Busch, who hasn’t won since last July at Indianapolis Motor Speedway (a span of 28 races) gave more elaborate answers shortly after exiting his No. 18 Toyota, which finished 0.835 seconds behind Dillon’s No. 3 Chevrolet.

He apparently didn’t realize until late in the race that his pass of Martin Truex Jr. (who led a race-high 233 laps) with a lap remaining was for second instead of the victory.

“This M&M’s Camry was awesome tonight,” Busch said. “It was just super fast. I mean we had one of the fastest cars all night long and then (Truex) was probably the fastest. There at the end, somehow we ran him down. You know he got a straightaway out on us, but there that last 100 laps we were able to get back to him and pass him so you know that was promising for us there at the end in order to get a second-place finish, but man just so, so disappointed.

“I don’t know. We ran our own race. We did what we needed to do and it wasn’t – it wasn’t the right game. We come up short and finish second.

“It’s a frustrating night, man. There’s nothing we could’ve done different.”

Another Cup driver took a different view of Busch’s tirade.

Martin Truex Jr. takes Cup points lead after Coca-Cola 600 at Charlotte

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CONCORD, N.C. — Martin Truex Jr. took over the Cup points lead with a third-place finish in Saturday’s Coca-Cola 600.

The Furniture Row Racing driver, who led a race-high 233 laps, also extended his lead in the playoff standings by winning the second stage and bringing his total to 16 points.

Kyle Larson, who had led the standings for eight consecutive races since Phoenix International Raceway, fell to second in the rankings after crashing and finishing a season-worst 33rd. Larson trails Truex by five points in the race for the regular-season championship (and 15 playoff points).

Click here for the points standings after Charlotte.

Results, stats for the 58th annual Coca-Cola 600

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With a fuel gamble, Austin Dillon won the Coca-Cola 600 for his first NASCAR Cup win.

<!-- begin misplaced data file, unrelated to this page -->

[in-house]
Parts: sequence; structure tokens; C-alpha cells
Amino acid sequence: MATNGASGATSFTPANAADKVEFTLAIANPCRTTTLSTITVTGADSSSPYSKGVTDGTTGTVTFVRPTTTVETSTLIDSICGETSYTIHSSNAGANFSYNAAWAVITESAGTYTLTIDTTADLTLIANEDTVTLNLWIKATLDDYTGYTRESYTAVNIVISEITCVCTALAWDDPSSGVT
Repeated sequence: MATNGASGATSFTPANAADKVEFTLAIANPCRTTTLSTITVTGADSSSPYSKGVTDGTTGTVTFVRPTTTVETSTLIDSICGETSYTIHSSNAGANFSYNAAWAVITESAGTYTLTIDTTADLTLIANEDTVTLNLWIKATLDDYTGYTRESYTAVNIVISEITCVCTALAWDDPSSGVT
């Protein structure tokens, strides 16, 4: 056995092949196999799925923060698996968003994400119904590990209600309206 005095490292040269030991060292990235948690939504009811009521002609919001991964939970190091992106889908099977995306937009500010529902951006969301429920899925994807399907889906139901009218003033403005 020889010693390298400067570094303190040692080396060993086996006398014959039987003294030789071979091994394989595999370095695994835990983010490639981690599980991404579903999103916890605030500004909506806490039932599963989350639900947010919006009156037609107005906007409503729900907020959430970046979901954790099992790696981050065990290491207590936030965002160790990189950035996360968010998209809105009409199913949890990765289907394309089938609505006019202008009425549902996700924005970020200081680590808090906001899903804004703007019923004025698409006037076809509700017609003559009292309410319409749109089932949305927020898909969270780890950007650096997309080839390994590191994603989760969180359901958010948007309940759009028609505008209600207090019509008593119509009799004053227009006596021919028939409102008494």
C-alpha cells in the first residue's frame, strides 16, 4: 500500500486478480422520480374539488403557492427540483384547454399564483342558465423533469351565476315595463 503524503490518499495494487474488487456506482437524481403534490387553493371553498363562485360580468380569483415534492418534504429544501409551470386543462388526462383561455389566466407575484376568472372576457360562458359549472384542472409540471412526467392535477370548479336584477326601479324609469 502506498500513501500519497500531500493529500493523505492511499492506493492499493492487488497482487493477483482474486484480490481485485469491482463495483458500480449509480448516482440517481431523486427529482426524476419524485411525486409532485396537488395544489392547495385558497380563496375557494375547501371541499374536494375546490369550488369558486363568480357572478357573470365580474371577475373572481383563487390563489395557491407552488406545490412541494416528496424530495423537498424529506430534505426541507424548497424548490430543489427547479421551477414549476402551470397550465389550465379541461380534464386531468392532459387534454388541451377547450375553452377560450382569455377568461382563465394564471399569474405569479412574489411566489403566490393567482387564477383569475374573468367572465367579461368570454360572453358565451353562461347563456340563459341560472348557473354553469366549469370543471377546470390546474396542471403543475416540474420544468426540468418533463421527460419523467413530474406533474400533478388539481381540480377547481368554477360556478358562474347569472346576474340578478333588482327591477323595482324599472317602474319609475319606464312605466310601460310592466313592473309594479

It comes in his 133rd start and is the second win for Richard Childress Racing this year.

Following him was Kyle Busch, Martin Truex Jr., Matt Kenseth and Denny Hamlin.

Click here for the full results.

Austin Dillon returns No. 3 to victory lane for first time since Dale Earnhardt’s last win

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CONCORD, N.C. – Austin Dillon scored his first Cup victory in his first start with a new crew chief, bringing an iconic number back to victory lane in NASCAR’s premier series.

Stretching his last tank of fuel 70 laps, the Richard Childress Racing driver won the Coca-Cola 600 at Charlotte Motor Speedway.

“I can’t believe it,” Dillon told Fox Sports. “I was just really focused on those last laps.”

It was the first victory on the circuit for the No. 3 Chevrolet since the late Dale Earnhardt’s win at Talladega Superspeedway in October 2000. Richard Childress Racing mothballed the number after Earnhardt’s death on the last lap of the 2001 Daytona 500 but brought it back with Dillon in 2014.

Dillon, the grandson of team owner Richard Childress, was making his debut with crew chief Justin Alexander, who replaced Slugger Labbe last week.

Kyle Busch finished second, followed by Martin Truex Jr., Matt Kenseth and Denny Hamlin.

Jimmie Johnson was leading before running out of fuel with three laps remaining, handing the lead to Dillon.

“I was just trying to be patient with (Johnson),” Dillon said. “I could see him saving (fuel). I thought I’d saved enough early where I could attack at the end, but I tried to wait as long as possible. And when he ran out, I figured I’d go back in and save where I was lifting, and it worked out.

“I ran out at the line and it gurgled all around just to do one little spin and push it back to victory lane.”

With the victory, Dillon qualified for the playoffs, joining RCR teammate Ryan Newman (who clinched a berth by winning at Phoenix International Raceway).

Dillon becomes the 10th driver to score his first Cup win at Charlotte, joining David Pearson, Buddy Baker, Charlie Glotzbach, Jeff Gordon, Bobby Labonte, Matt Kenseth, Jamie McMurray, Casey Mears and David Reutimann.

Who had a good race: Kyle Busch charged to second in the closing laps, following up a win last week at the All-Star Race. … Truex dominated Charlotte for the third straight year, leading a race-high 233 laps. … Joe Gibbs Racing placed three drivers in the top five, and rookie Daniel Suarez was 11th. … Rookie Erik Jones finished seventh, giving Furniture Row Racing two top 10s in a race for the first time.

Who had a bad race: It was over for Chase Elliott and Brad Keselowski on Lap 20 when they were collected in a bizarre wreck as a result of a chain reaction from Jeffrey Earnhardt’s engine failure. …  Points leader Kyle Larson finished a season-worst 32nd after a crash. … Danica Patrick hit the wall twice (at least once because of a tire problem) and placed 25th.

Quote of the race: “My fiancée wrote in the car, ‘When you keep God in the first place, he will take you places you never imagined.’ And, I never imagined to be here.” – Dillon after scoring his first Cup victory.

What’s next: 1 p.m., June 4 at Dover International Speedway on FS1.